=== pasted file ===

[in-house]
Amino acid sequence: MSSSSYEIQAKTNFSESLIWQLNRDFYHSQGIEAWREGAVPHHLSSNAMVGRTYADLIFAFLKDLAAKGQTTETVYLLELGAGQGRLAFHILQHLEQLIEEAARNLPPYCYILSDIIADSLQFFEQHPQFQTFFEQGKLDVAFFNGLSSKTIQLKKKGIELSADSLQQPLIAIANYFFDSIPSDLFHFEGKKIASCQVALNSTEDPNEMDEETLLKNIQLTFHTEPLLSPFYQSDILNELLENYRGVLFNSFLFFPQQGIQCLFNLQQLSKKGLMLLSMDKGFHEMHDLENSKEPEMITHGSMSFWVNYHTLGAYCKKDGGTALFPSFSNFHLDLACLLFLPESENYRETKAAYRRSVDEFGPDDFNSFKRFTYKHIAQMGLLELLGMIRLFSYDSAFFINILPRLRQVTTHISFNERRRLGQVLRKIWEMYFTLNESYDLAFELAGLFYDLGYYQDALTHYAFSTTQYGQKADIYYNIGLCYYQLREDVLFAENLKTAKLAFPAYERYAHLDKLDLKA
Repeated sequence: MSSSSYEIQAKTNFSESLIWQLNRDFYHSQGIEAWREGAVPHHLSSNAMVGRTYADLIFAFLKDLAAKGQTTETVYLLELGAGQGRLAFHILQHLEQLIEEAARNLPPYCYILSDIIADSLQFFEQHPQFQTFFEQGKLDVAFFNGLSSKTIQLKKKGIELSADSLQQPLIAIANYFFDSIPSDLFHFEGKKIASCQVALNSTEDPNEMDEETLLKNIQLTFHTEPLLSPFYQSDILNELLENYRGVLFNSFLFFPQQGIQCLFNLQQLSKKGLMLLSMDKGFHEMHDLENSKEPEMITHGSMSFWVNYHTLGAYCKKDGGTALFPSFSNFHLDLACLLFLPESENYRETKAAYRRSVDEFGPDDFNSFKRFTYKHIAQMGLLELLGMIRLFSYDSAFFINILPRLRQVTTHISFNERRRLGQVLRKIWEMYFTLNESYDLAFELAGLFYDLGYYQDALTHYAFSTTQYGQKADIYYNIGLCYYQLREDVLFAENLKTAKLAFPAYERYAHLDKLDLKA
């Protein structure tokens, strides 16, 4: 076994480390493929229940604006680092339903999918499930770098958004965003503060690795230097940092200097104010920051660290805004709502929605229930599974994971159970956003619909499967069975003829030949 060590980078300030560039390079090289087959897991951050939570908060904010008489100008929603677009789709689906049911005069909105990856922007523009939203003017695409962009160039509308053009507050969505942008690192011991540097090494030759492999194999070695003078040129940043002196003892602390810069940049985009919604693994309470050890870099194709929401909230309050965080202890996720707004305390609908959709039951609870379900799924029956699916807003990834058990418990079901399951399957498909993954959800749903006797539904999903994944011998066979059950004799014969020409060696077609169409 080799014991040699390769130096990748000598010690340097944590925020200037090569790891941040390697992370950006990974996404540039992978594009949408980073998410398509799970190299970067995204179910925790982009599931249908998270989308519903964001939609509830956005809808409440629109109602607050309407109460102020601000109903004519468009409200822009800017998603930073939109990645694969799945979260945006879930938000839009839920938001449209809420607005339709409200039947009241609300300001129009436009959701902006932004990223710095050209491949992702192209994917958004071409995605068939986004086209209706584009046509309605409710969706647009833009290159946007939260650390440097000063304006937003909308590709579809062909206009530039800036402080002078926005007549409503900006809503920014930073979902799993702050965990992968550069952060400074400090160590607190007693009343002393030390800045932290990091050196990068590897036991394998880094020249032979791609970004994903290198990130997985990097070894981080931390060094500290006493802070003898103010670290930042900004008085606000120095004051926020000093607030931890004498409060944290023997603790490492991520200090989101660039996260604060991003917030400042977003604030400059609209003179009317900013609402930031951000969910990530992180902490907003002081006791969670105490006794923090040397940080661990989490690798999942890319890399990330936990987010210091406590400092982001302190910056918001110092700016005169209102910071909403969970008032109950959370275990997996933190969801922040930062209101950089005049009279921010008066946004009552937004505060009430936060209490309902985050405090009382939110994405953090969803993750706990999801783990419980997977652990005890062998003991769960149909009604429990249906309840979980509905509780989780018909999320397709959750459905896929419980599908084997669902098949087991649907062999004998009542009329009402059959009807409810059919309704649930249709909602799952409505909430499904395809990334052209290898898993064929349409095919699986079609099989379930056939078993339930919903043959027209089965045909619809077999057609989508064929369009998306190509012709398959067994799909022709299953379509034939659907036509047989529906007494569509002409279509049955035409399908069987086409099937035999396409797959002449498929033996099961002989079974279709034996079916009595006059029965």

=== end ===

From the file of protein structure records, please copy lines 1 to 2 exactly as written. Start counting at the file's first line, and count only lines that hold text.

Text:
[in-house]
Amino acid sequence: MSSSSYEIQAKTNFSESLIWQLNRDFYHSQGIEAWREGAVPHHLSSNAMVGRTYADLIFAFLKDLAAKGQTTETVYLLELGAGQGRLAFHILQHLEQLIEEAARNLPPYCYILSDIIADSLQFFEQHPQFQTFFEQGKLDVAFFNGLSSKTIQLKKKGIELSADSLQQPLIAIANYFFDSIPSDLFHFEGKKIASCQVALNSTEDPNEMDEETLLKNIQLTFHTEPLLSPFYQSDILNELLENYRGVLFNSFLFFPQQGIQCLFNLQQLSKKGLMLLSMDKGFHEMHDLENSKEPEMITHGSMSFWVNYHTLGAYCKKDGGTALFPSFSNFHLDLACLLFLPESENYRETKAAYRRSVDEFGPDDFNSFKRFTYKHIAQMGLLELLGMIRLFSYDSAFFINILPRLRQVTTHISFNERRRLGQVLRKIWEMYFTLNESYDLAFELAGLFYDLGYYQDALTHYAFSTTQYGQKADIYYNIGLCYYQLREDVLFAENLKTAKLAFPAYERYAHLDKLDLKA